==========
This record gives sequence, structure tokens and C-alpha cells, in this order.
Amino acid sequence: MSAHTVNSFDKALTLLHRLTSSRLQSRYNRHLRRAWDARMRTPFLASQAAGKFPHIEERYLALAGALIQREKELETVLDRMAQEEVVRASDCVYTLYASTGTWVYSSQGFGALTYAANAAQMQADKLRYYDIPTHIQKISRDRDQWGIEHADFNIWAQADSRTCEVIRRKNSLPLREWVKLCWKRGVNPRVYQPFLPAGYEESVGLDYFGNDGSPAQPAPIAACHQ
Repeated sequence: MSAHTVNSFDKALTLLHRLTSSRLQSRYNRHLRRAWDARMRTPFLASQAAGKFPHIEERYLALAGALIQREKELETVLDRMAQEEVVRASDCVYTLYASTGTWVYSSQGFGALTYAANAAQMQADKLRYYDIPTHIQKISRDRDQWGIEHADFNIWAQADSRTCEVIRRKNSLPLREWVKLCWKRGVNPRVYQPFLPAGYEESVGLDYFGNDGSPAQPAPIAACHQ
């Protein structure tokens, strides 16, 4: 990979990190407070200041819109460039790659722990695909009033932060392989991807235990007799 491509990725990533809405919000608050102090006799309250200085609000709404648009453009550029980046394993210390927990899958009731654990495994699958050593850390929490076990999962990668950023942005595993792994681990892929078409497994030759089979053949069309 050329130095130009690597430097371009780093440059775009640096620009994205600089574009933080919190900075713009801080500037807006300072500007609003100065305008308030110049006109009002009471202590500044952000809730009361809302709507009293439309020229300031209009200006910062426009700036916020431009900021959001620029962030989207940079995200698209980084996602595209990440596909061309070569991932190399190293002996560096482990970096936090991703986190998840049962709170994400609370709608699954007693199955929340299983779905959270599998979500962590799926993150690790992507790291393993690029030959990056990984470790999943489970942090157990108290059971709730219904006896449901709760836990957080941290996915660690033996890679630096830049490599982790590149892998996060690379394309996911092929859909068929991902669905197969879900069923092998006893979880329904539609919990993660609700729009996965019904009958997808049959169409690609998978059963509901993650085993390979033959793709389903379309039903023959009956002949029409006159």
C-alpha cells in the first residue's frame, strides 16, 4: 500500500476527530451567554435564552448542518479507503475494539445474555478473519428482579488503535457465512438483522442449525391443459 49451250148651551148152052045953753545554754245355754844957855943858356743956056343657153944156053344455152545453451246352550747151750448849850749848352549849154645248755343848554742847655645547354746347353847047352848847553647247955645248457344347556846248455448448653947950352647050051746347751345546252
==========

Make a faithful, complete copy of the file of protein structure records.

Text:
This record gives sequence, structure tokens and C-alpha cells, in this order.
Amino acid sequence: MSAHTVNSFDKALTLLHRLTSSRLQSRYNRHLRRAWDARMRTPFLASQAAGKFPHIEERYLALAGALIQREKELETVLDRMAQEEVVRASDCVYTLYASTGTWVYSSQGFGALTYAANAAQMQADKLRYYDIPTHIQKISRDRDQWGIEHADFNIWAQADSRTCEVIRRKNSLPLREWVKLCWKRGVNPRVYQPFLPAGYEESVGLDYFGNDGSPAQPAPIAACHQ
Repeated sequence: MSAHTVNSFDKALTLLHRLTSSRLQSRYNRHLRRAWDARMRTPFLASQAAGKFPHIEERYLALAGALIQREKELETVLDRMAQEEVVRASDCVYTLYASTGTWVYSSQGFGALTYAANAAQMQADKLRYYDIPTHIQKISRDRDQWGIEHADFNIWAQADSRTCEVIRRKNSLPLREWVKLCWKRGVNPRVYQPFLPAGYEESVGLDYFGNDGSPAQPAPIAACHQ
């Protein structure tokens, strides 16, 4: 990979990190407070200041819109460039790659722990695909009033932060392989991807235990007799 491509990725990533809405919000608050102090006799309250200085609000709404648009453009550029980046394993210390927990899958009731654990495994699958050593850390929490076990999962990668950023942005595993792994681990892929078409497994030759089979053949069309 050329130095130009690597430097371009780093440059775009640096620009994205600089574009933080919190900075713009801080500037807006300072500007609003100065305008308030110049006109009002009471202590500044952000809730009361809302709507009293439309020229300031209009200006910062426009700036916020431009900021959001620029962030989207940079995200698209980084996602595209990440596909061309070569991932190399190293002996560096482990970096936090991703986190998840049962709170994400609370709608699954007693199955929340299983779905959270599998979500962590799926993150690790992507790291393993690029030959990056990984470790999943489970942090157990108290059971709730219904006896449901709760836990957080941290996915660690033996890679630096830049490599982790590149892998996060690379394309996911092929859909068929991902669905197969879900069923092998006893979880329904539609919990993660609700729009996965019904009958997808049959169409690609998978059963509901993650085993390979033959793709389903379309039903023959009956002949029409006159």
C-alpha cells in the first residue's frame, strides 16, 4: 500500500476527530451567554435564552448542518479507503475494539445474555478473519428482579488503535457465512438483522442449525391443459 49451250148651551148152052045953753545554754245355754844957855943858356743956056343657153944156053344455152545453451246352550747151750448849850749848352549849154645248755343848554742847655645547354746347353847047352848847553647247955645248457344347556846248455448448653947950352647050051746347751345546252